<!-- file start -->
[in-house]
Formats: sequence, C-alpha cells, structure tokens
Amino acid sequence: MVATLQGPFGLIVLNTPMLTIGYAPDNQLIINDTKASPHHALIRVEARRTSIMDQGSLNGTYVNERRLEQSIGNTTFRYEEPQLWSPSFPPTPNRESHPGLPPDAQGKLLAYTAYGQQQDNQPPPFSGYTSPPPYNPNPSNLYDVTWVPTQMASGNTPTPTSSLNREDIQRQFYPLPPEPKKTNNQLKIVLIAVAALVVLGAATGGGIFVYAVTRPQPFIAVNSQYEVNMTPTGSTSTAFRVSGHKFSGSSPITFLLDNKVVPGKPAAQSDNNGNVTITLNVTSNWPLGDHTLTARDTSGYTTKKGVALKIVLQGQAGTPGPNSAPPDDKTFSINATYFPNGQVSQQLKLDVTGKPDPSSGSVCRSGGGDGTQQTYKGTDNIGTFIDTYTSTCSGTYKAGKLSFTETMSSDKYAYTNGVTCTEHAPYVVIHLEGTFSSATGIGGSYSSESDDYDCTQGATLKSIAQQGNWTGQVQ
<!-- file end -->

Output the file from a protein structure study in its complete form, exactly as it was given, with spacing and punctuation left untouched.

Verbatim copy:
[in-house]
Formats: sequence, C-alpha cells, structure tokens
Amino acid sequence: MVATLQGPFGLIVLNTPMLTIGYAPDNQLIINDTKASPHHALIRVEARRTSIMDQGSLNGTYVNERRLEQSIGNTTFRYEEPQLWSPSFPPTPNRESHPGLPPDAQGKLLAYTAYGQQQDNQPPPFSGYTSPPPYNPNPSNLYDVTWVPTQMASGNTPTPTSSLNREDIQRQFYPLPPEPKKTNNQLKIVLIAVAALVVLGAATGGGIFVYAVTRPQPFIAVNSQYEVNMTPTGSTSTAFRVSGHKFSGSSPITFLLDNKVVPGKPAAQSDNNGNVTITLNVTSNWPLGDHTLTARDTSGYTTKKGVALKIVLQGQAGTPGPNSAPPDDKTFSINATYFPNGQVSQQLKLDVTGKPDPSSGSVCRSGGGDGTQQTYKGTDNIGTFIDTYTSTCSGTYKAGKLSFTETMSSDKYAYTNGVTCTEHAPYVVIHLEGTFSSATGIGGSYSSESDDYDCTQGATLKSIAQQGNWTGQVQ